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Showing posts from February, 2007

Oscar Mayer in a Blanket... or a nutshell...

Scorcese finally won.
Pan's Labyrinth took 3 out of 6.
Alan Arkin stole one and Sunshine took screenplay.
Monster House did not win, but Al Gore did (again).

I am cool with all of this.

Recently Rated Movies #40: Failing to Catch Up to the Oscars

Another Oscar ceremony, and I've somehow, barely, seen anything nominated.

This post has been awhile in the making, but only because I was trying to get in as many Oscar-nominated films in before the ceremony tonight as I could. Unfortunately, Jen has been in rehearsals for a show at Disney over the past few weeks, so our time to see movies together has been drastically decreased. Add to that my exhaustion in getting preparations together for my company's convention and putting out our publications, and you might well see why I just stay home once I get home, instead of having to trek out to the theatres, which takes a bit more for me than someone who actually drives. In Alaska, I lived about a mile away from many of our theatres, but here, it is not so. As such, the nominated films I did see on the list below were all when Jen and I could go together, and all within the over-three-weeks-ago or longer range, and some at the beginning of January.

The result is that I really have …

Recently Rated Movies #39: Psychotronic Ketchup "Catch-Up" Part A

Variety -- it is both a blessing and a curse. I don't mean the Hollywood business rag (though I suppose I could for those who have actually read it); no, I mean merely the wide range of choice available to one who pursues a DVD-watching project such as the one that I have undertaken. By crawling through the debris left in the wake of The Psychotronic Encyclopedia of Film (i.e. watching all of the movies contained within its pages that I have not seen previously, or have only seen partially, or saw so long ago that I have decided, with some reticence, to view them again), I have found myself surrounded by a vast selection of genres. Even if it seems to the casual observer that, because I am gathering films from what seems to be a rather select guide on wigged out movies, I am merely watching a lot of junk films in a row, I am actually finding that the guide itself has far more depth than one might imagine.

This is the blessing. In the pages of this book are pure and true schlock --…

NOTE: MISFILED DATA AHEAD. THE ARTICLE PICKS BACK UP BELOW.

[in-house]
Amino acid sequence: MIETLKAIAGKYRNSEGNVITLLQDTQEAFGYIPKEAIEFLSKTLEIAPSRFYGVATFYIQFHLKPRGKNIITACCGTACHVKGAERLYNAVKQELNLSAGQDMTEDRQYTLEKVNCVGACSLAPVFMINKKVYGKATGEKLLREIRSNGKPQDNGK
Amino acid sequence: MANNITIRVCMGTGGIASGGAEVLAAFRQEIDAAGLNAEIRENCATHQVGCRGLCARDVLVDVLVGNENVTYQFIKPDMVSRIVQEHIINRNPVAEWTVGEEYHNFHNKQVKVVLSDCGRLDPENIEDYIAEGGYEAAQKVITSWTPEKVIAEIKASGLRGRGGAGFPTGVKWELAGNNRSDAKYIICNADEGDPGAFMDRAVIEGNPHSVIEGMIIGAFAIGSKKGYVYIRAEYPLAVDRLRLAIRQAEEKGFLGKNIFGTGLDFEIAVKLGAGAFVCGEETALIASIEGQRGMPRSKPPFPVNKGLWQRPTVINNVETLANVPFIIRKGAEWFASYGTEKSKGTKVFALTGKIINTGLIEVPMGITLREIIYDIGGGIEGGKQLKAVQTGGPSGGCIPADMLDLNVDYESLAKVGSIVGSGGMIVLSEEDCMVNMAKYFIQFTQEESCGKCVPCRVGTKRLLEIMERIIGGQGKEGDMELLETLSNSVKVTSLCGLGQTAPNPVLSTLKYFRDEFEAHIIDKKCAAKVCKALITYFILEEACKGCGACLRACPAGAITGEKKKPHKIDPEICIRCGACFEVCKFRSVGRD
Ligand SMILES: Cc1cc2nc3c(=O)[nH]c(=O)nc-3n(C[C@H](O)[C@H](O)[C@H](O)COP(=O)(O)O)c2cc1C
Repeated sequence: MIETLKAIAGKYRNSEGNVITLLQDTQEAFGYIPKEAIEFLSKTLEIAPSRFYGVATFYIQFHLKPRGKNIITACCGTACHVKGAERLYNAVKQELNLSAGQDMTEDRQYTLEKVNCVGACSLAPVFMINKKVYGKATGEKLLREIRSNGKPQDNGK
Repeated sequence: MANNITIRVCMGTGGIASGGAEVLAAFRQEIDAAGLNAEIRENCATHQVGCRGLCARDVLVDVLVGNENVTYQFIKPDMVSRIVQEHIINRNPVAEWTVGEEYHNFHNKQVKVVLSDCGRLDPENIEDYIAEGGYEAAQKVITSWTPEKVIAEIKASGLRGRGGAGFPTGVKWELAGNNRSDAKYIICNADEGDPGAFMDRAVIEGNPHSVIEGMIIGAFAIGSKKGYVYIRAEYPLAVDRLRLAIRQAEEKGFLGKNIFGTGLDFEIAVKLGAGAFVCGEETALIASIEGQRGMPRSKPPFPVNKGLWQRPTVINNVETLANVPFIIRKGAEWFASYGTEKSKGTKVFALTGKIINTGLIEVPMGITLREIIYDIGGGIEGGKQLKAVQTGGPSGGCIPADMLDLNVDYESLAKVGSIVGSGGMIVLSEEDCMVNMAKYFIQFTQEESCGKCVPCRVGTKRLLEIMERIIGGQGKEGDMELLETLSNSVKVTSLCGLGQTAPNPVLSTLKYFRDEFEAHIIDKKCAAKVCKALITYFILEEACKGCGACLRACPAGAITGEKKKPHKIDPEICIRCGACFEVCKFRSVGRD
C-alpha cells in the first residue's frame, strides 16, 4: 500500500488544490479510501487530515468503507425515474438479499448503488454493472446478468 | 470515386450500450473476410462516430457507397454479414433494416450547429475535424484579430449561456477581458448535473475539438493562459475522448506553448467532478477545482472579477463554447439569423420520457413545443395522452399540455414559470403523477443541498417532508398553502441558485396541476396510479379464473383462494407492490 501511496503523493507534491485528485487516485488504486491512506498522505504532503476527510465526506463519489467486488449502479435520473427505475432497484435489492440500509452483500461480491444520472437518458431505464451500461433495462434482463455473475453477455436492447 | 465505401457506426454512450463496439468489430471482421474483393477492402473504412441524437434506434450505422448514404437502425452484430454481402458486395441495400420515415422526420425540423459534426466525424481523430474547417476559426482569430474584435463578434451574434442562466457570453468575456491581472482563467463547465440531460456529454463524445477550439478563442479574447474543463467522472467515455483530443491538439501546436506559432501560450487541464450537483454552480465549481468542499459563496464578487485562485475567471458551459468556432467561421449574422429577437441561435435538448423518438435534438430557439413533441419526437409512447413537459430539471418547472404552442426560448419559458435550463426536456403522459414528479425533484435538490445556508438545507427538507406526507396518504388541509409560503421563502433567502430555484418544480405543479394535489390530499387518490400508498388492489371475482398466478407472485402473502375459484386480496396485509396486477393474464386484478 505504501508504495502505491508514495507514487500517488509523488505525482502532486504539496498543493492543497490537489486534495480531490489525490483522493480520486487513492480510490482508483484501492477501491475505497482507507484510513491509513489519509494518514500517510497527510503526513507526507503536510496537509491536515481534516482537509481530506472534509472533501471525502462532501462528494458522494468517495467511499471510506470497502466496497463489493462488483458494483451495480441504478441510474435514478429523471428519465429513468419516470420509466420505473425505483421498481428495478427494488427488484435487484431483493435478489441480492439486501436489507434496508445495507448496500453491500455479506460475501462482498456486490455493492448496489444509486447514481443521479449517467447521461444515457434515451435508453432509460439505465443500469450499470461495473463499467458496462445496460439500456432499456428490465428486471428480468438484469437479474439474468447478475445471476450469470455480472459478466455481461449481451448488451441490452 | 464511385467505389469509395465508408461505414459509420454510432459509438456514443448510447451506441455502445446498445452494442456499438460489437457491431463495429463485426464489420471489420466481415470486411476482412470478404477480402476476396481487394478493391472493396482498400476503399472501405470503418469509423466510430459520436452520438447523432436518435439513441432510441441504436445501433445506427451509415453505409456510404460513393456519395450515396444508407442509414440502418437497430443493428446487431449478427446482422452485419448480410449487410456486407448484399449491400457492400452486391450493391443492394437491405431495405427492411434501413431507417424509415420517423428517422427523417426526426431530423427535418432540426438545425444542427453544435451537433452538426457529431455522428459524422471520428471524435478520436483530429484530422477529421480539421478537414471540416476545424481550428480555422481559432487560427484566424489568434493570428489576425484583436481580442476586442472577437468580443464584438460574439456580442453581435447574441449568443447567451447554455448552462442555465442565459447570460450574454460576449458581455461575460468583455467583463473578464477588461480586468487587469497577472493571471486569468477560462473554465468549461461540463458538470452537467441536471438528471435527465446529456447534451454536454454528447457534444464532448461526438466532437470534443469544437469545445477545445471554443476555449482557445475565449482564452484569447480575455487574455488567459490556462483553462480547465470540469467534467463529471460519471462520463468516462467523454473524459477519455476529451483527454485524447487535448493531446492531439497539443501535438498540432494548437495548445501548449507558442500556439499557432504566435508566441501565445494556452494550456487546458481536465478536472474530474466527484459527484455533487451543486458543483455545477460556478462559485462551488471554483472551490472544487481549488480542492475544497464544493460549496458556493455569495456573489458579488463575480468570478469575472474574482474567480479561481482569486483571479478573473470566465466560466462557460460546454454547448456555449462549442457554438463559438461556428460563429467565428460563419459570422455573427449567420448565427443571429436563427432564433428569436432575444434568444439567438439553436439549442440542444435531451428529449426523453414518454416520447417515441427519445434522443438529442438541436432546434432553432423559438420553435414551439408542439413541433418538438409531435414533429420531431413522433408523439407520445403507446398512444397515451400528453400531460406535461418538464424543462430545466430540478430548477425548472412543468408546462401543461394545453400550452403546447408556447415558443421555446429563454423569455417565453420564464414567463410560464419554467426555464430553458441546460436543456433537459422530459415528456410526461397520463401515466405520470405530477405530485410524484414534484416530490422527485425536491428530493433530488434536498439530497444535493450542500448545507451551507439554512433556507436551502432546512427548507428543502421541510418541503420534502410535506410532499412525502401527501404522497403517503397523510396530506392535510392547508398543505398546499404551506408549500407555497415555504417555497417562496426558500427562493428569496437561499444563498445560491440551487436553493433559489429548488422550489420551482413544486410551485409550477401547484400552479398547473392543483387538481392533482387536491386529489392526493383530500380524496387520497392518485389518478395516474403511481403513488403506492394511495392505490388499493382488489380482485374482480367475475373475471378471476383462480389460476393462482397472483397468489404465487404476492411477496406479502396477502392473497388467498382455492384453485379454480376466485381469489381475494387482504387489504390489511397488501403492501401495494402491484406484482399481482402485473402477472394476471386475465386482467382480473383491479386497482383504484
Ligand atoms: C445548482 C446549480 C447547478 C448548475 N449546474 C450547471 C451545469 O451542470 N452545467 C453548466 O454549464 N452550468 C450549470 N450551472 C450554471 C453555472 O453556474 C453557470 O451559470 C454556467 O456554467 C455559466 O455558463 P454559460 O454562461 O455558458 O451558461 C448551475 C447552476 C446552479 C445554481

Psychotronic Ketchup: The Alien Dead (1980)

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Is success in the motion picture industry truly only to be measured in dollars earned at the box office or in awards gathered in one's arms? Or should success also include the ability to hang about the fringes of the movie industry for over 30 years, and getting the chance to direct almost a hundred features in that time, even if the quality of those features ranges variably from OK time-wasters to the truly inept?

In a world where a film is generally considered to be a "bomb" if it hasn't earned a $100 million at the box office, people like to heap abuse on those like Edward D. Wood, Jr., filmmakers who pour their souls and every ort of art within them, no matter how lacking in actual talent, to make their movies their way. Wood gave us Plan 9 From Outer Space and Glen or Glenda, and all he has gotten for the past fifty years is some rather savage mockery. He has also pretty much been declared, by much of the western world it seems, as the "The Worst Filmmaker …

Rixflix A to Z: Badlands (1973)

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Badlands (Warner Bros., 1973)
Dir./Wr./Prod.: Terrence Malick
Crew Notables: Jack Fisk (Art Direction); Tak Fujimoto, Stevan Larner and Brian Probyn (cinematography)
Cast Notables: Martin Sheen (Kit), Sissy Spacek (Holly), Warren Oates, Gary Littlejohn, Alan Vint, Ramon Bieri, John Carter, Terrence Malick (cameo)
TC4P Rating: 9/9



"I saw her standin' on her front lawn just a-twirlin' her baton
Me and her went for a ride, sir, and ten innocent people died

From the town of Lincoln, Nebraska with a sawed-off .410 on my lap
Through to the Badlands of Wyoming, I killed everything in my path

I can't say that I am sorry for the things that we done
At least for a little while, sir, me and her we had us some fun"

To say that Charles Starkweather's murderous rampage through the Midwest in the winter of 1957-58 caught the nation's attention would be a severe understatement. Not only did his desperate flight from Nebraska to Wyoming with his girlfriend Caril Ann Fugate, five y…

Rixflix A to Z: Baby Snakes (1979)

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Director: Frank Zappa (also Writer, Producer, Music, Co-Editor) // Intercontinental Absurdities; 2:46; color
Crew Notables: Richard Pearce & Phil Parmet (cinematography), Bruce Bickford (clay animation)